What you should know about business jet finances beyond operating costs
During the past 18 months, business aviation has changed greatly. Covid-19 shaped the future landscape, while the 2020 U.S. election also led to new rules and regulations for our industry.
With the much-reported, and welcome influx of first-time business jet buyers since the pandemic, there is much to do to ensure the next generation of jet owners receive the very best tax advice for aircraft ownership and operating costs.
Watch this video from business aviation tax expert Nel Stubbs for an overview of tax considerations:
Allow adequate time for tax planning before buying a business jet
To plan appropriately for the tax implications of business jet ownership in the United States and beyond, you should work with a dedicated private aviation tax advisor from an early stage of your acquisition, around the same time you begin to liaise with an insurance broker.
Waiting until the last minute to make a tax decision could ultimately stop a deal from happening. How an owner plans to use their business jet and how they set up their aircraft ownership structure will determine if taxes can be minimized and the potential for tax benefits or advantages.
There are three major types of taxes to assess:
1. Federal taxes on business jets
Depreciation is a key consideration for federal tax implications. To claim any depreciation benefit, the aircraft must be used for business, with the amount of depreciation available determined by how much business use occurs.
The federal excise tax is another area to research, dependent on how your aircraft is managed and how ownership is structured. Your management company may, for example, decide to put your aircraft on a U.S. FAA Part 135 certificate if the aircraft is being used for private air charter, and this could have implications for federal excise tax.
Personal use of your aircraft is taxed at the federal level. This “fringe benefit” requires value to be added to the client’s income if they have any “non-business use” of the aircraft.
2. State taxes on private jets
Each of the 50 United States has different tax laws, and no two states are identical. It is important for prospective owners to consider not just the taxes for the state in which they hangar their aircraft, but also the state taxes for locations where they frequently spend time.
Extended stays from as few as 30 days may trigger personal property taxes, use taxes, or license fees in certain states.
3. Local taxes on business jets
Local taxes are an unknown, and often unpleasant surprise for business jet owners. While much attention is given to state taxes, local taxes can add between 1%-8% of tax. Colorado, for example, has a low state sales and use tax of 2.9%, but its local taxes are as high as 8%. Good tax planning involves researching the county in which to hangar your aircraft.
Delivery vs. hangar aircraft tax
One of the most common tax planning strategies employed by business aircraft owners and management companies is determining where the aircraft will be delivered once the transaction is complete, versus where it will be hangared.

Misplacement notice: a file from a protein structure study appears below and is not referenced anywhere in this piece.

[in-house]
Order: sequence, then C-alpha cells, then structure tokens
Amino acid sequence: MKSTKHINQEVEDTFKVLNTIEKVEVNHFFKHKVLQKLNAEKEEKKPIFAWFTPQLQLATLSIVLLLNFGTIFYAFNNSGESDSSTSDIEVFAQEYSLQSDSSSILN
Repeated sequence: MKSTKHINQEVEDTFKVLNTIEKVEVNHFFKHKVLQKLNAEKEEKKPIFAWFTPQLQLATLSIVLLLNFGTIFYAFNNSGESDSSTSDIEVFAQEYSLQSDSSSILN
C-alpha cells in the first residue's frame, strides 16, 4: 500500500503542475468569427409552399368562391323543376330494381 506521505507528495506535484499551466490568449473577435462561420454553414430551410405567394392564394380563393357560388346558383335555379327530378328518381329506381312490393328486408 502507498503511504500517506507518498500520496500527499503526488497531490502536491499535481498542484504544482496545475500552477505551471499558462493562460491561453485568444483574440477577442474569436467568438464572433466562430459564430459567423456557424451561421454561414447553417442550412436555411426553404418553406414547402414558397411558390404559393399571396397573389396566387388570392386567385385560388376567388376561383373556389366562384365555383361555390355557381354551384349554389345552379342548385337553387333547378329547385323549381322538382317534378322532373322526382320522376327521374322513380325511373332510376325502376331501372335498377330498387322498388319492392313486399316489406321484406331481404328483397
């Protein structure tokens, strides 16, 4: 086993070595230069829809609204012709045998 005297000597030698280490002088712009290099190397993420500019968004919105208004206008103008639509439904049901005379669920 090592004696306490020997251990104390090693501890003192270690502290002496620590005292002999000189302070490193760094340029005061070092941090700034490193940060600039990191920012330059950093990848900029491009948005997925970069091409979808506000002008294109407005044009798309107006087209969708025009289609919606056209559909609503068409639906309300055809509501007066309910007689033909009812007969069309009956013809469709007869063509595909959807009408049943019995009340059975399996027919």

Often determined by the broker or seller deciding where the aircraft will be “sold,” there are around 25 states in the U.S. where “flyaway rules” apply, and nine states that either have a low sales tax or do not tax aircraft at all.
All states that have a sales tax in the U.S. will also have a use tax. This use tax is due in the state in which the aircraft will be domiciled or primarily maintained. With careful tax planning, you can often find ways to reduce your tax liability in that state.
Intended use tax implications of business jet ownership
Another important tax consideration for any prospective aircraft owner is the split between personal and business use of the aircraft, and Part 91 (non-commercial) or Part 135 (commercial, non-scheduled) aircraft operations.
When you work with a dedicated tax advisor with private aviation expertise, they will ask you a series of detailed questions to understand how you intend to use and keep your business jet. Your answers help them determine which taxes will apply to you.
In some states, an aircraft operated more than 50% of the time for air charter operations can be exempt from the state sales and use tax. However, in other states, such as Kentucky, an exclusive use test applies.
Conklin & de Decker State Tax Guide
Jet Support Services, Inc. (JSSI) produces the only State Tax Guide for business aviation, an invaluable resource for understanding U.S. state tax laws for both commercial and non-commercial operations.
Our resident business aviation tax expert, Nel Stubbs, director at JSSI Consulting, tracks the legislative activity across all 50 states on a continual basis, providing owners and operators with the latest insight on upcoming tax-related legislation that will affect the business aviation industry.
The Conklin & de Decker State Tax Guide is just one of the tax planning services offered by JSSI, minimizing risk and exposure for our clients. Access our guide and learn more about how tax implications of aircraft ownership may affect you.